French Kwang-Chow-Wan and British Hong Kong: Politics and Shipping, 1890s–1920s

  • Bert Becker
Part of the Cambridge Imperial and Post-Colonial Studies Series book series (CIPCSS)


In 1898, France leased and occupied Kwang-chow-wan (Guangzhouwan), a territory in southern China between Haiphong, the major port in northern Vietnam, and British Hong Kong. Designed and developed to rival Hong Kong but administratively part of French Indochina, the territory lost its importance after France changed her East Asian policies in the wake of the Russo-Japanese War of 1904–1905. It cut back the subsidized postal-steamer service that connected Indochina with Hong Kong and other ports in the region. The line had been intended to increase Kwang-chow-wan’s economic and strategic importance and was operated by private enterprises such as the Tonkin Shipping Company (run by the shipping company Marty et d’Abbadie in Haiphong) and the French East Asiatic Company. Mainly operated for French prestige, the service reflected the strong economic dependence of Kwang-chow-wan on Hong Kong and the territory’s repositioning from a rival to a satellite of the British colony.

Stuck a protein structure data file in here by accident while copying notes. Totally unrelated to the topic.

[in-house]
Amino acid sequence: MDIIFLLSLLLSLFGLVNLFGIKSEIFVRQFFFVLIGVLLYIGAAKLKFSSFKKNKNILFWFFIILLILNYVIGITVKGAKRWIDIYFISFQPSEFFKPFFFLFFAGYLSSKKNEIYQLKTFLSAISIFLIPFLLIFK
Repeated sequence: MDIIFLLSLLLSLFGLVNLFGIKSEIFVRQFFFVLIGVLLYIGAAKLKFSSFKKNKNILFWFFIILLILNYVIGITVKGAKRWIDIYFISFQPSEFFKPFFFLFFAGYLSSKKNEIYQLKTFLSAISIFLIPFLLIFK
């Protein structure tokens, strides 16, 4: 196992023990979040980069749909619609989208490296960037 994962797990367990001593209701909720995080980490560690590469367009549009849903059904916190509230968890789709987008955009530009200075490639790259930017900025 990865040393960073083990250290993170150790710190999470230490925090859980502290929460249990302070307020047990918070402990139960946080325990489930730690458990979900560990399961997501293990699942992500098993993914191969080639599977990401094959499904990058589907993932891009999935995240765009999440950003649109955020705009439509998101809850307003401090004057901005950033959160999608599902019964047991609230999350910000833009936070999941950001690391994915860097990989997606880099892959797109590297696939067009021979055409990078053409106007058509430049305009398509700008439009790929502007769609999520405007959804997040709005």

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Copyright information

© The Author(s) 2019

Authors and Affiliations

  • Bert Becker
    • 1
  1. 1.Department of HistoryThe University of Hong KongHong KongHong Kong

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